A major human resources challenge we face is connecting education and the workforce; onboarding, upskilling and developing graduates into globally competitive human capital.
This is a challenge for all companies coming to Greece, but at the same time, it is a major opportunity for the country. Our focus and our contribution to the quality of the workforce in the country is equipping our people with the toolset necessary to operate in the global market. It is a win-win cycle for the country’s potential as well as for the companies who are looking to invest in making Greece a more attractive investment destination.
The Covid-19 pandemic drastically accelerated the digital transformation of the workplace, necessitating a sudden and en masse switch to remote digital work. Tell us about some of the measures that you have taken to adapt to this new reality.
Adapting to the new conditions was something forced on everyone overnight. The nature of our work meant that we were better prepared to deal with this disruption without an impact on business continuity. The main question is, however, how can we thrive in this new working environment. We have accepted and applied a few key principles in order to do so: We are in an evolving situation, so it is important to listen, adapt and evolve; and we have made sure to get the basics — such as connectivity, collaboration tools and processes — right and to do so in a way that allows us to build a sustainable and creative environment.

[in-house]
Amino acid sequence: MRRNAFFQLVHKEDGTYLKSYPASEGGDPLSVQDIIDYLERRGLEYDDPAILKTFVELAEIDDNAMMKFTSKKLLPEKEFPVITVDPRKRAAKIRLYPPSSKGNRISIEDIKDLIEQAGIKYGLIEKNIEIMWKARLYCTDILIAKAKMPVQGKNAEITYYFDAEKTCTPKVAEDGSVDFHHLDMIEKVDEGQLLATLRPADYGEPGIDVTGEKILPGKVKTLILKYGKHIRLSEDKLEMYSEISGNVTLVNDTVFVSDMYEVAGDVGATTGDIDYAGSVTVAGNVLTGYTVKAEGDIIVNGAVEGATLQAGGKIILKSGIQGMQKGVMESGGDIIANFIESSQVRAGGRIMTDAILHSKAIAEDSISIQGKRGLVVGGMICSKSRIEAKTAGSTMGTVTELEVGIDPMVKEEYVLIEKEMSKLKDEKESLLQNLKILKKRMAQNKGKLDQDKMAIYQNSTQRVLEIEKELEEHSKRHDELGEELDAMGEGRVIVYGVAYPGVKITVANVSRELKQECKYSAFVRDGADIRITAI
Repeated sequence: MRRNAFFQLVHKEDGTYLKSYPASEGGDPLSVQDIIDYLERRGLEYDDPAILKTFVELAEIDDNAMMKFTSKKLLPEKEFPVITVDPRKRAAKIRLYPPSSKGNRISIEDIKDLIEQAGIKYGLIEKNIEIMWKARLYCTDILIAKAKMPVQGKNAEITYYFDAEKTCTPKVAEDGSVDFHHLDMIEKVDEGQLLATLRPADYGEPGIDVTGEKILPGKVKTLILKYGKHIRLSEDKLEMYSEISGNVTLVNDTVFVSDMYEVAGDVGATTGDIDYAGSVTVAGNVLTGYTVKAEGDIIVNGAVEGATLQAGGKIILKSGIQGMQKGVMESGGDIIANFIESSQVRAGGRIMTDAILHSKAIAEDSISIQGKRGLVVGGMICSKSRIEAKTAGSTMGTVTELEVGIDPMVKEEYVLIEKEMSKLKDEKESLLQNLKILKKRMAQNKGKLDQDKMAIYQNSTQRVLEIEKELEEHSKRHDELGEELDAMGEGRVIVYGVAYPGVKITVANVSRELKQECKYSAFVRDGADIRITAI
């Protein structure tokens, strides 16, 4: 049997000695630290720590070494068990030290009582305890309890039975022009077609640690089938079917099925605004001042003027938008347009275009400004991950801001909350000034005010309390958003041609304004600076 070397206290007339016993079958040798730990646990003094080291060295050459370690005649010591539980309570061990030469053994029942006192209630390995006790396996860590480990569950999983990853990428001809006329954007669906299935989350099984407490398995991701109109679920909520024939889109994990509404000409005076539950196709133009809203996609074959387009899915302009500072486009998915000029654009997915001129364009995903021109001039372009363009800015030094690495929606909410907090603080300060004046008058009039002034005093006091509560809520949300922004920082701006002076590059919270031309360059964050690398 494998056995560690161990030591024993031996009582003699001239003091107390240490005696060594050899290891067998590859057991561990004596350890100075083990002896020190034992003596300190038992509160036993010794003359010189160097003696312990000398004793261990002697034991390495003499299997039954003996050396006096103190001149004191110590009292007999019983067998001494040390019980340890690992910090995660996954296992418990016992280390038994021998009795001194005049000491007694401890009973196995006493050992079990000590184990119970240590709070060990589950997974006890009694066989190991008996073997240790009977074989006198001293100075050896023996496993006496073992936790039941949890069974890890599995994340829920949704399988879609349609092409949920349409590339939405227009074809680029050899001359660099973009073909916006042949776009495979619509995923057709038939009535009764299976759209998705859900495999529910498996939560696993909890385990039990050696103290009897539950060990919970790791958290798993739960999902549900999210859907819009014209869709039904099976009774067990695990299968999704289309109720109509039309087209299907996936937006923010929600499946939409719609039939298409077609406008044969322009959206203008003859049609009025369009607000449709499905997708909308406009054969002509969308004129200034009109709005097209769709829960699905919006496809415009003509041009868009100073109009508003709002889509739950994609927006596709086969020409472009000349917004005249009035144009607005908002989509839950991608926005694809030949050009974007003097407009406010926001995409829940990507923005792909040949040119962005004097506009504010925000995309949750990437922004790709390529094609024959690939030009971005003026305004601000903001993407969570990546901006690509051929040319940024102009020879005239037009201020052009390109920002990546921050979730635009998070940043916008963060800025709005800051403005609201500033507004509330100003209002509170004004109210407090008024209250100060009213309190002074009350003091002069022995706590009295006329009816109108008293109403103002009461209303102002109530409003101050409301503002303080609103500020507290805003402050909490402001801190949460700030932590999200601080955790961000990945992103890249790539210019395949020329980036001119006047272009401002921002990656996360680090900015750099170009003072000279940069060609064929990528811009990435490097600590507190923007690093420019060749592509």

We are dealing with the new conditions as more than just a temporary setback; we believe it is a mistake to view it as such. Flexible work, or dynamic work as we like to call it, is here to stay — it is the evolution and the future of work, so we need to embrace it if we want to harness the opportunities it presents.
How have your people adapted to the new work and workplace conditions? What steps have you taken to support your workforce?
These are unprecedented conditions that require empathy and understanding. We are very responsive when it comes to the human aspects of work; our people are what fuels our business, so we needed to support them as much as possible during this transition. We are adapting our organizational toolkit and putting in place the right engagement tools, while at the same time making sure we are treating people fairly and equally. In this, we also need to be very aware of the boundaries between home and work, which need to be respected. One major difference between physical and remote work is that it’s not always easy for people to feel like they belong to a team when working remotely; some fragmentation is inevitable, and this has a negative impact on teamwork and collaboration. To address this we have been working on the culture: exercising trust, fostering communication and operating with transparency.